Companies like Adcentricity have developed a platform that has assembled reams of targeting data of hyperlocal DOOH networks across North America. The company takes these networks – representing tens of 1,000s of venues and different verticals or regional focuses – and packages them into offers that interest national brands and media planners based on campaign objectives.

Adcentricity’s platforms allow agencies to efficiently buy audience and venue characteristics across a potentially diverse range of individual networks that share common attributes, making for powerful, highly relevant hyper-targeting. That matters for these networks because this harmonized, broadened offer gives operators access to national media dollars that would otherwise remain elusive.

It matters, as well, for the many technology companies that are working at a very targeted, hyperlocal level. Screens at a geo-targeted level can not only drive awareness of offers and apps, they can also be immediately relevant to that area and circumstance and adapted on the fly. When a daily deal, for example, is fully subscribed – the dynamic nature of DOOH means changing the offer can be fast and easy, and quite possibly automated.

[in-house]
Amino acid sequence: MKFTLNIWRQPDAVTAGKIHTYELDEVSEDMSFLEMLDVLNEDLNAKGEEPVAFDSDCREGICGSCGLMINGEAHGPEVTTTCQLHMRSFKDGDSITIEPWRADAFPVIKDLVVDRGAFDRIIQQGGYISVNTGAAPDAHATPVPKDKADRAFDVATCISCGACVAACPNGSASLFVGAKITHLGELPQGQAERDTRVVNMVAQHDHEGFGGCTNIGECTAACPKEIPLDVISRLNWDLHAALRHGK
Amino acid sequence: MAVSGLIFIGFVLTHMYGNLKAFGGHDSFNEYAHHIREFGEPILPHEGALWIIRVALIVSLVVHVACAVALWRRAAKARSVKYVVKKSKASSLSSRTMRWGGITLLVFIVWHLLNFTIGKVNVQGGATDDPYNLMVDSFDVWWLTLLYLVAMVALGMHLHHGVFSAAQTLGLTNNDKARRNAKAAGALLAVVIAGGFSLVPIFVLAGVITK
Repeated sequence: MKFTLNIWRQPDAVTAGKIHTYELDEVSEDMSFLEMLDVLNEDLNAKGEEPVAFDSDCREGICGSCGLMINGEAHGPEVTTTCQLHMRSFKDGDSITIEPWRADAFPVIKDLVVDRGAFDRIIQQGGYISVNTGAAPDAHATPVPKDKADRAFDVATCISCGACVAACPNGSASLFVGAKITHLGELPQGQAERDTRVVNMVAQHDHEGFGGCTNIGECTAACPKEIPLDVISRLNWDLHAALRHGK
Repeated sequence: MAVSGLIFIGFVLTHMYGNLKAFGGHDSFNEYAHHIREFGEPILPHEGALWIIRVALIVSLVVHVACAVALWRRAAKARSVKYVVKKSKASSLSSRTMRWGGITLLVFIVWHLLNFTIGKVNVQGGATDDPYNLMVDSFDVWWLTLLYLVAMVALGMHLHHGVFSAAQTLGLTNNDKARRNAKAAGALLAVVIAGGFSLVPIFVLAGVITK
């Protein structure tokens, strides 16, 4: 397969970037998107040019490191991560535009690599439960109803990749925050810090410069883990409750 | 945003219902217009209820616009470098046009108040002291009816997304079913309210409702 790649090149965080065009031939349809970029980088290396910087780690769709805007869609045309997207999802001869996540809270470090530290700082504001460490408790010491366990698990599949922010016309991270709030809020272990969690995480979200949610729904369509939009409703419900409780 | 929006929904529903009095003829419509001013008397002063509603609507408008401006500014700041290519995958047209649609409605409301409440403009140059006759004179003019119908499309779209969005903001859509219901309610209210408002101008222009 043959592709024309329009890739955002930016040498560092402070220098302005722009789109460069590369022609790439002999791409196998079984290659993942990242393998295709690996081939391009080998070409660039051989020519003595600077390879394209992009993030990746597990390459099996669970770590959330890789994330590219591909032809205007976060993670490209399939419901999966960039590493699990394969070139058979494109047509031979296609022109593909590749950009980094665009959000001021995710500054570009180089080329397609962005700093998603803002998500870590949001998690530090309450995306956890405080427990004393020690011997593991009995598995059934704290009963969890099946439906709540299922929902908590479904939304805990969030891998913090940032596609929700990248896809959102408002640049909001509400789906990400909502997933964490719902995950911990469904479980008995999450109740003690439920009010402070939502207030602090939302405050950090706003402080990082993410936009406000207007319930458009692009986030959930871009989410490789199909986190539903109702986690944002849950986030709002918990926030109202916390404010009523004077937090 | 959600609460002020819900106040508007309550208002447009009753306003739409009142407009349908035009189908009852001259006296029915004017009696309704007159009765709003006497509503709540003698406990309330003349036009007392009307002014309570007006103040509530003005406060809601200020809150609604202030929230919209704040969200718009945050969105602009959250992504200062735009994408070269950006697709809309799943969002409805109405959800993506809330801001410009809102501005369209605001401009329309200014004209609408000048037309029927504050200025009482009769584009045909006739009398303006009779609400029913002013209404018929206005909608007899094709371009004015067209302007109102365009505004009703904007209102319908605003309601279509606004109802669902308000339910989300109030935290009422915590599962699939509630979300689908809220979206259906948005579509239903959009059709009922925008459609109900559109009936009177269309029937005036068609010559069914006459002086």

The diverse apps and deals programs emerging in the marketplace have great potential partners and awareness vehicles in DOOH. If those types are not talking yet, they should be.

Online video reach: 47.1%

From Online Media Daily

Online Video Spikes, Tremor Media Tops Ad Nets.

Don’t look now, but Facebook is rapidly emerging as a force in online video, according to comScore. In May, ranked fourth among all online sites with 48.2 million video viewers.

While the top social network does host user-uploaded videos, it mostly aggregates the YouTube clips that users publish on their walls. That still helped it beat out Viacom Digital, which ranked fifth in May with 46.5 million online video viewers.

Read the whole article